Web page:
Growth in renewable energy has been proceeding at a frantic pace since Japan’s very generous feed-in tariff (FiT) took effect on July 1, and everyone from oil companies to banks are rushing to participate.
Japan is expected to jump to the world’s third biggest solar market this year, placing it right behind China and either the US or Italy. It’s FiT is so generous that it gives power producers triple the revenue as does Germany’s.
The government’s goal is for renewables to supply 40% of Japan’s electricity by 2030, up from just 8% today, which comes mostly from hydropower.
On the financing side, the market has lured backers from Goldman Sachs to IBM and Japanese mobile phone carrier Softbank, and now domestic banks are competing for control of the market.
Mitsubishi UFJ Financial Group Inc., Mizuho Financial Group and Sumitomo Mitsui Financial Group estimate the market will reach $19 billion over the next three years – that’s more than eight times the $2.8 billion invested in Japanese solar installations in 2012, reports Bloomberg.
Japan’s second-biggest bank, Mizuho, is evaluating solar projects worth almost $6.5 billion. “A lending pipeline of this size is rare,” senior vice president Koji Shiroishi told Bloomberg. The banks has set up a $61 million solar fund to take stakes in projects in addition to providing loans.
Softbank’s SB Energy subsidiary plans 500 MW of solar and a 1 GW wind farm; Japan Mega Solar Co. plans to build 250 solar plants adding up to 500 MW; and Kyocera is building a 70 MW solar plant. IBM Japan is teaming with Goldman Sachs and others to build a 250 MW solar farm, the largest in western Japan.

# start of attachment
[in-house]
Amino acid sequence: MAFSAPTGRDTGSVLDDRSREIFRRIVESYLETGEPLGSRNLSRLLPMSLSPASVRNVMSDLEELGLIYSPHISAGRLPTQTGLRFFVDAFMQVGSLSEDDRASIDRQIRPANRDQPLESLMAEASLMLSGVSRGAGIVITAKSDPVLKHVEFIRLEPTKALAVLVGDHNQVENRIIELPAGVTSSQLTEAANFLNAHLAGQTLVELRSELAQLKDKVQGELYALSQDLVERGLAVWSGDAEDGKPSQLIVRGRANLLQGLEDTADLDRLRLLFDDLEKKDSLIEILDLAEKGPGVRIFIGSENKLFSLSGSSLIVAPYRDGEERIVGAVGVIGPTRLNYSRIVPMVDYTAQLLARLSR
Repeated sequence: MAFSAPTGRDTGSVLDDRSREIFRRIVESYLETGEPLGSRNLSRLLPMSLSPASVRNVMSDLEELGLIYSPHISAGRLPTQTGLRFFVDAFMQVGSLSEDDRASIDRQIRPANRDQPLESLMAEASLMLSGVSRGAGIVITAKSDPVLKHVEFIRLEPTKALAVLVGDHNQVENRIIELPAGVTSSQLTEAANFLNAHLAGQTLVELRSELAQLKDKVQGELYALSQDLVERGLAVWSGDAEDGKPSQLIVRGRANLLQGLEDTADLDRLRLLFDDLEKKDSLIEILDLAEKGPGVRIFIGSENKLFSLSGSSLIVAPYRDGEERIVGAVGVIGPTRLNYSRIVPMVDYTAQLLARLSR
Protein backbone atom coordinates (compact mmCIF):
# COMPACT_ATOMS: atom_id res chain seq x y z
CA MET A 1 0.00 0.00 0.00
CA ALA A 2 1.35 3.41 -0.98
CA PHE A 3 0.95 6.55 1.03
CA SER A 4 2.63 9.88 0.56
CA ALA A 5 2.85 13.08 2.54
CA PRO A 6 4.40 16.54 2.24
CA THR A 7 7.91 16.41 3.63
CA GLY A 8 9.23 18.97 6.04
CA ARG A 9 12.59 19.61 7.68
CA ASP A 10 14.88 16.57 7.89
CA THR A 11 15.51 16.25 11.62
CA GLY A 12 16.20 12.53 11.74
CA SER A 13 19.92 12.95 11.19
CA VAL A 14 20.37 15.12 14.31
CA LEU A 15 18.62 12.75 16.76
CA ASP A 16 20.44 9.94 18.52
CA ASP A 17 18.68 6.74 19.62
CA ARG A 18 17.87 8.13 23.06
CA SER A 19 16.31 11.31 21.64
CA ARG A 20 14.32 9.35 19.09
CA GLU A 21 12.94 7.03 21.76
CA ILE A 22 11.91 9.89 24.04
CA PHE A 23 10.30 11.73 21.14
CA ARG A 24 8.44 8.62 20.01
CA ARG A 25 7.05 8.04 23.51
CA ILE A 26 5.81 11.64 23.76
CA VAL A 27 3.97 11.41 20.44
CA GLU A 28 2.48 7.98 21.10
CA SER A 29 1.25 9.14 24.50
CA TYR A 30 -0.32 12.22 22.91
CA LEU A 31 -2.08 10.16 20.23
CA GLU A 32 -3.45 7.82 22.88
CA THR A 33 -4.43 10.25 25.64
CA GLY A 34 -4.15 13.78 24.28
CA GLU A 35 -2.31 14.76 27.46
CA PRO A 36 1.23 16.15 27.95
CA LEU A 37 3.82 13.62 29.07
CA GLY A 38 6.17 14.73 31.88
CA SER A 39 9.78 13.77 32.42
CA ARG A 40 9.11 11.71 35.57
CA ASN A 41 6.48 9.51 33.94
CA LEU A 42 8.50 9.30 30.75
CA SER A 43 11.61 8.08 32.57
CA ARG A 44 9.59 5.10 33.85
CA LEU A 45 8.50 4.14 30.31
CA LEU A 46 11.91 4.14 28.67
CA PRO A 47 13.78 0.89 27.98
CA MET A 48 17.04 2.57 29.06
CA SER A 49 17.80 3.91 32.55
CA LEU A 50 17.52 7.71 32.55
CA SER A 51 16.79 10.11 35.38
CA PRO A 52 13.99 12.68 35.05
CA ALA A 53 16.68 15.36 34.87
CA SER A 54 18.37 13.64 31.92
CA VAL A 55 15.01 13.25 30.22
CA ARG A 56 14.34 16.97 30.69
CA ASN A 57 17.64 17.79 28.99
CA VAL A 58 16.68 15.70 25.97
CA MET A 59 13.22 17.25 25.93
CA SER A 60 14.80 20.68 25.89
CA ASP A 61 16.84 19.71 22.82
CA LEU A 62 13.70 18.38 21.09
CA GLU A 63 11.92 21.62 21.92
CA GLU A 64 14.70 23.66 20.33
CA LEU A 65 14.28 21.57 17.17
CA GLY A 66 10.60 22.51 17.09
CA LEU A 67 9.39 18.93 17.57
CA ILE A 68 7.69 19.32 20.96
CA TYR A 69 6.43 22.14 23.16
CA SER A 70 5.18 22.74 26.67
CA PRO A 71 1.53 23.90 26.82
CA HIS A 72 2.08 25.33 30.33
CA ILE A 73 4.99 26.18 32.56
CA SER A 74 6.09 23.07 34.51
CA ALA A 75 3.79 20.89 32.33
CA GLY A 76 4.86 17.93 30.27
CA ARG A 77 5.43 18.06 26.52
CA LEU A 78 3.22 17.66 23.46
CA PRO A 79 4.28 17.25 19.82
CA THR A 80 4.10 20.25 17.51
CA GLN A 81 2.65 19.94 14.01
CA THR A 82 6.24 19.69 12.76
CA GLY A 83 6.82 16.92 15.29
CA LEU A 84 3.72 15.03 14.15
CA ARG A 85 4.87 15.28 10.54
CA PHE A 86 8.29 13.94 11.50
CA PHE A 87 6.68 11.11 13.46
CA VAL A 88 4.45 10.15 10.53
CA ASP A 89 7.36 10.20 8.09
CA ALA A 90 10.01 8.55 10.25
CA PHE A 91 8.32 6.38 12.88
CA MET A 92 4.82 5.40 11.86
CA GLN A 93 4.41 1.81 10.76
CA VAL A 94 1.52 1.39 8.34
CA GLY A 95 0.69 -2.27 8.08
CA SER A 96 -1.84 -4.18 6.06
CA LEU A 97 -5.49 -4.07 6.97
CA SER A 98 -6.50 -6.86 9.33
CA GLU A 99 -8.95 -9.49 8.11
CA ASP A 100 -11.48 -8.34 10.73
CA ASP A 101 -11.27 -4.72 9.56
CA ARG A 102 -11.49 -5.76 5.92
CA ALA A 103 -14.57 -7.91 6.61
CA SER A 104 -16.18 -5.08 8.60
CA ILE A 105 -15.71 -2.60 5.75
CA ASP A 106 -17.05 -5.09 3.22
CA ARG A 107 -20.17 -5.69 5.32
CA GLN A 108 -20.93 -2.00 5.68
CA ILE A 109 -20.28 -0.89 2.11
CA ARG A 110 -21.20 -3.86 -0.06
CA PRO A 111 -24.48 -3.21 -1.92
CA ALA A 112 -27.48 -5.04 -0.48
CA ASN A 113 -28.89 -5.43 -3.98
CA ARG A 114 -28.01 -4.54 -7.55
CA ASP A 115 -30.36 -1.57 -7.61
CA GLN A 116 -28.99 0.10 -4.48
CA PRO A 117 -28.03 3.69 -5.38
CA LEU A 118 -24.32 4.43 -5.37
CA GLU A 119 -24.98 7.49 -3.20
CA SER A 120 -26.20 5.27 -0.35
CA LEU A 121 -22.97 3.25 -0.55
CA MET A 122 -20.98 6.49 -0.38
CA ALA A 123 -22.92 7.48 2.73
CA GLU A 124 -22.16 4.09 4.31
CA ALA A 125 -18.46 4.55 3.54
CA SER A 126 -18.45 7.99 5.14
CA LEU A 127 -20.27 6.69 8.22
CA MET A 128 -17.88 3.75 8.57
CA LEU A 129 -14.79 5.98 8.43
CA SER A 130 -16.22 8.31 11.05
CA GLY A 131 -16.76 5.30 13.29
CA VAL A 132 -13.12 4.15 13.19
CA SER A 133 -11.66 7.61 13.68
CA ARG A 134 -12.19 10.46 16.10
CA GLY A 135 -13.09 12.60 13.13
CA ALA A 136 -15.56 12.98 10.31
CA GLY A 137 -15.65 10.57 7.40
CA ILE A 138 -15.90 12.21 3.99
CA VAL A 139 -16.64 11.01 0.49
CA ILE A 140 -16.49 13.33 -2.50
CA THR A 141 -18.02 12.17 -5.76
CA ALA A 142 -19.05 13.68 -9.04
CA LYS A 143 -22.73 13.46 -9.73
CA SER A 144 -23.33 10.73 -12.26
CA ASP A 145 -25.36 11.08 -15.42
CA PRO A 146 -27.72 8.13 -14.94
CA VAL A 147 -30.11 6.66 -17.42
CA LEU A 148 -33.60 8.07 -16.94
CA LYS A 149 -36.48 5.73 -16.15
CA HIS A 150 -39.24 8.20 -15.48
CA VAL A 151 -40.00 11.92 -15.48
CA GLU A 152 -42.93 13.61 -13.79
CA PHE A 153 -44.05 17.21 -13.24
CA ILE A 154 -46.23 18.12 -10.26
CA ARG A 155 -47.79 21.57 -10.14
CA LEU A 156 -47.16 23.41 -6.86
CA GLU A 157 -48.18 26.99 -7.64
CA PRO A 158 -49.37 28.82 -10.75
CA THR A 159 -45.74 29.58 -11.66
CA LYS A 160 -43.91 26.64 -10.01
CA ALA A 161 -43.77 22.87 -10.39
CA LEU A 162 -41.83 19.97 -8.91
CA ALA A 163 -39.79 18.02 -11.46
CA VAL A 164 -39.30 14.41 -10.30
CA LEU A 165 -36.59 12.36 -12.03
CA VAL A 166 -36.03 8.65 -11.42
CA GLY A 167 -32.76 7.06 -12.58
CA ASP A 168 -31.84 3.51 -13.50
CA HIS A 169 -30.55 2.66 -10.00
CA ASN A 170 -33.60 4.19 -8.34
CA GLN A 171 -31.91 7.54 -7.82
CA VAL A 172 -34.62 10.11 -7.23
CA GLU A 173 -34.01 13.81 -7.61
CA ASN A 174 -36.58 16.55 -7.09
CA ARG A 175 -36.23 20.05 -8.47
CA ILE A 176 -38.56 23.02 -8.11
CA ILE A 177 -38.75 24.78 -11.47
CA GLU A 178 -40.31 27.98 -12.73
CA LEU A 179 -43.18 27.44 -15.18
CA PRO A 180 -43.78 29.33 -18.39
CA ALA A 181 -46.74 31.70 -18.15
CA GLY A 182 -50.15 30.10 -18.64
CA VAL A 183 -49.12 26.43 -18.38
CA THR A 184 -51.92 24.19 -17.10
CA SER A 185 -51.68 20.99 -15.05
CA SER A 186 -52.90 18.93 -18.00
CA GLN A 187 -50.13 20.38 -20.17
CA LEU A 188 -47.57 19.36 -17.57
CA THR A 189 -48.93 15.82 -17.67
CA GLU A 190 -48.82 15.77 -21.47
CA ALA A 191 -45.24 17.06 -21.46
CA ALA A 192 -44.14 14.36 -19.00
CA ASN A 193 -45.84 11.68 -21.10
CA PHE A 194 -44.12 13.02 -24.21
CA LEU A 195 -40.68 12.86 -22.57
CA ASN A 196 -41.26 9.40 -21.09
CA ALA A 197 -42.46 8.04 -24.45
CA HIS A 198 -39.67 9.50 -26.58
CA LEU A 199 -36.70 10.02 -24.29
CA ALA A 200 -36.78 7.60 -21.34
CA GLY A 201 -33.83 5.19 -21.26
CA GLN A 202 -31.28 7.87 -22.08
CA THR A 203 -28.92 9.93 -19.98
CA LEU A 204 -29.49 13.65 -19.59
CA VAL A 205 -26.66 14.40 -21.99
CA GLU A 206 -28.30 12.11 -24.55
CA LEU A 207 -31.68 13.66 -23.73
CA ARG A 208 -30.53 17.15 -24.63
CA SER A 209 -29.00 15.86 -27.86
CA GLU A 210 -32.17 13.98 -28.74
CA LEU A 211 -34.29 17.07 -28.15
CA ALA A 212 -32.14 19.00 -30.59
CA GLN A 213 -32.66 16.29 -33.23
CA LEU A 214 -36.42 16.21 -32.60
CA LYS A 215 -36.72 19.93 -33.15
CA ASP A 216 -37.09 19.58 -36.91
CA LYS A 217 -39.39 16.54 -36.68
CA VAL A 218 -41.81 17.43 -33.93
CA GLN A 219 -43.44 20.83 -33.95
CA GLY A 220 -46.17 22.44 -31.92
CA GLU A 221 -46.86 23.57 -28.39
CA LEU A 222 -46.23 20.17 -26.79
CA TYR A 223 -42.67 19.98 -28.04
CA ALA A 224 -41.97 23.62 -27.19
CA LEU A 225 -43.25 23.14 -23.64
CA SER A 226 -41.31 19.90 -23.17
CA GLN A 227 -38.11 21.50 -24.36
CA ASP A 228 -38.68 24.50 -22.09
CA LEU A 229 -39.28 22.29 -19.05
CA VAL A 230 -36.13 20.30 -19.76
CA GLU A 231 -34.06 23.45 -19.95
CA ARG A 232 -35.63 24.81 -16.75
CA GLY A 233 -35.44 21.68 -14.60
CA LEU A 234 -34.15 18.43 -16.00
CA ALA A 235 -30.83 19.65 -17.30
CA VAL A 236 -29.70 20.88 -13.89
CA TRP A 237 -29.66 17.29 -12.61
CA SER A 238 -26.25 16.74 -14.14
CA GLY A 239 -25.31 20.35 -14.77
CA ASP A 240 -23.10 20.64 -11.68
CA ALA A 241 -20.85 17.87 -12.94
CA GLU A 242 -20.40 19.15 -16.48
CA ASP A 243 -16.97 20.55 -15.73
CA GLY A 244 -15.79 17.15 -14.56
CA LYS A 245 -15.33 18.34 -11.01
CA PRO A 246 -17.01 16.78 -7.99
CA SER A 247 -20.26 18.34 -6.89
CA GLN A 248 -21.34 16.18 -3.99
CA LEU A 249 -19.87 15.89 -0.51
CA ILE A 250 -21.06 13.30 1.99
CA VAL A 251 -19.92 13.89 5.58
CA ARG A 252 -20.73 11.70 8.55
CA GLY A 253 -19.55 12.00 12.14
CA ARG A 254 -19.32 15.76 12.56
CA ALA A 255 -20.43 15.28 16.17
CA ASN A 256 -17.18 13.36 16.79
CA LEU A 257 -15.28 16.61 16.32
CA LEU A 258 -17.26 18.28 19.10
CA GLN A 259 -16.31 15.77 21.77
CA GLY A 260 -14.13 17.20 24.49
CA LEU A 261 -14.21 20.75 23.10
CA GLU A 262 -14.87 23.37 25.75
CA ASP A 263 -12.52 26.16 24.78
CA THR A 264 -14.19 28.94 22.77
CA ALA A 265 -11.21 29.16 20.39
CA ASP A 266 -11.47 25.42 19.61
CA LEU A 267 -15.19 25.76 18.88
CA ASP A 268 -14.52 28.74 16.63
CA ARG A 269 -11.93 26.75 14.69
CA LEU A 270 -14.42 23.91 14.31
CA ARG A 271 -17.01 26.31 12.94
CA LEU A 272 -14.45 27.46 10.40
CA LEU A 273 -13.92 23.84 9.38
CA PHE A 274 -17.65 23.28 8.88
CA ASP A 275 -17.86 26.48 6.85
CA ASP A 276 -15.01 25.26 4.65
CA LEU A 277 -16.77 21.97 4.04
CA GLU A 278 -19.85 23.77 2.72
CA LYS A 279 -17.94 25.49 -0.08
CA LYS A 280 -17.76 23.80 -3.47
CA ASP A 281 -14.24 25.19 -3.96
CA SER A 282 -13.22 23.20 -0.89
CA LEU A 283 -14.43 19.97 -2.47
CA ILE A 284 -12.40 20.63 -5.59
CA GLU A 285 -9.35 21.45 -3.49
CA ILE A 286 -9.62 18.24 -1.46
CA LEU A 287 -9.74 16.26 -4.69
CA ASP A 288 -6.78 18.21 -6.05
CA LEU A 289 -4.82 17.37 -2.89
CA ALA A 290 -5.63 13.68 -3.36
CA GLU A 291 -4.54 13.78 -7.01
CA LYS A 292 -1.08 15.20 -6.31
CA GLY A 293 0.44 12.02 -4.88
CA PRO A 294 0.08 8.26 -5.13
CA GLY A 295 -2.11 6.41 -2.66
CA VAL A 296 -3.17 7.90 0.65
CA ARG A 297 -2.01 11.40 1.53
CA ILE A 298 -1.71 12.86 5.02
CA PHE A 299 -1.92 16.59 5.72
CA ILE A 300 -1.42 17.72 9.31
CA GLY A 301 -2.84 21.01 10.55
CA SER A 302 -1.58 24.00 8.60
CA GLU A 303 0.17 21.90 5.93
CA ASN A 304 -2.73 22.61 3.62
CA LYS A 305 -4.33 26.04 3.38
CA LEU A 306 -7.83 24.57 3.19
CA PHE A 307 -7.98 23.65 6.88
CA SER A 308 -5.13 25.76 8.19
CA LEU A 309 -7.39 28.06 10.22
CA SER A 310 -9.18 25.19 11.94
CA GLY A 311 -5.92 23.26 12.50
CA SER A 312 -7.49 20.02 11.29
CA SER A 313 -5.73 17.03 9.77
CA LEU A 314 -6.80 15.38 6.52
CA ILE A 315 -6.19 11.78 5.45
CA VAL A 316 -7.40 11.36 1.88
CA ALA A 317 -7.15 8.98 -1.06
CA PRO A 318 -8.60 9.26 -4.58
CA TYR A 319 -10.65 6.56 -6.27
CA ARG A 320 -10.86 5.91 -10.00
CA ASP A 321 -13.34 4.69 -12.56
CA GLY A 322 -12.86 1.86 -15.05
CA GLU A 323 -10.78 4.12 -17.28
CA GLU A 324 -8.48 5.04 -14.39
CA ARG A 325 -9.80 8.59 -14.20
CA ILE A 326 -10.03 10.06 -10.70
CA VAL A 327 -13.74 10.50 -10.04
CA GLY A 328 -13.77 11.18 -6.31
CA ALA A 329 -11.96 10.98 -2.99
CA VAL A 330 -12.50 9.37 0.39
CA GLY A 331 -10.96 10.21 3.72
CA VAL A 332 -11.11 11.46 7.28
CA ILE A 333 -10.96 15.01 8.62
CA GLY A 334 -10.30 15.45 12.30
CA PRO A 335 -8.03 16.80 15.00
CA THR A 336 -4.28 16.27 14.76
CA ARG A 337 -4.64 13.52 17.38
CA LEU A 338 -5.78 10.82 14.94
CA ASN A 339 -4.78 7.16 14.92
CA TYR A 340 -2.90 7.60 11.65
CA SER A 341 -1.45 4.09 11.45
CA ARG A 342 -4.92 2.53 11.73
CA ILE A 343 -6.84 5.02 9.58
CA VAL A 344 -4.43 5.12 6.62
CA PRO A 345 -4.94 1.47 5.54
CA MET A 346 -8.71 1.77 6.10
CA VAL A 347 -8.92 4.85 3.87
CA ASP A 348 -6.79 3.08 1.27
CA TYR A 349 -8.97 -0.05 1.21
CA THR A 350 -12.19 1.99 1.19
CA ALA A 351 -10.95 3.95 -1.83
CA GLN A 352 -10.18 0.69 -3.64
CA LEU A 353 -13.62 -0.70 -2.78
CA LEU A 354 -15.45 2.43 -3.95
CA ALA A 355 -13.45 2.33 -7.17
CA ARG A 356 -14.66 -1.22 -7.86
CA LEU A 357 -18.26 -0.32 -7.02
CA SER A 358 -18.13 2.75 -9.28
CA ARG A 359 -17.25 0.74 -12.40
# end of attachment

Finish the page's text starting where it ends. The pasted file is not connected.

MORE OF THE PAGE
Spain’s Gestamp Solar is investing nearly $1.2 billion in Japan over the next three years to build 300 MW of rooftop solar (almost as much as its entire portfolio across 13 countries).
Even oil giant Royal Dutch Shell wants a piece of the action. Its Japanese refining division, Showa Shell Sekiyu K.K., announced plans to start solar cell and module production, vowing to raise production efficiency and cost competitiveness to “top levels in the world.” After gaining a foothold in Japan, they have worldwide aspirations. They own Solar Frontier, the world’s largest CIGS manufacturer.
Can This Last?
Part of the urgency comes from uncertainty over whether rates for the feed-in tariff will be cut. When the law passed with such incredibly generous rates, officials intimated they could well be cut after getting the market off the ground.
Moves toward that have already begun. In January, trade minister Toshimitsu Motegi said the FiT may be reduced this April to $0.38 to $0.42 per kilowatt-hour, down from $0.45 kWh for 20 years.
The intention is to avoid boom-and-bust cycles and make Japanese development more steady over the long term.
“I am concerned that the combination of generous feed-in tariffs and available debt will lead to a boom-bust cycle, with annual build in 2013 or 2014 vastly exceeding government expectations,” says Jenny Chase, an industry analyst with Bloomberg New Energy Finance. “This would lead to the removal or capping of incentives, as has happened in Spain, the Czech Republic and Bulgaria.”
There’s also concern about the lack of domestic experience in managing solar projects. “There are quite a few new power producers jumping into the market with little experience and know-how,” says Keisuke Takegahara, head of the state-run Development Bank of Japan’s environment division. “It’s the sponsors who will be saddled with risks.”
When Japan implemented the FiT, it immediately took showing how powerful the incentive is. Domestic shipments of solar cells and modules soared to 627 megawatts in the quarter from July to September, 80 percent more than the same period in 2011, the Japan Photovoltaic Energy Association said.
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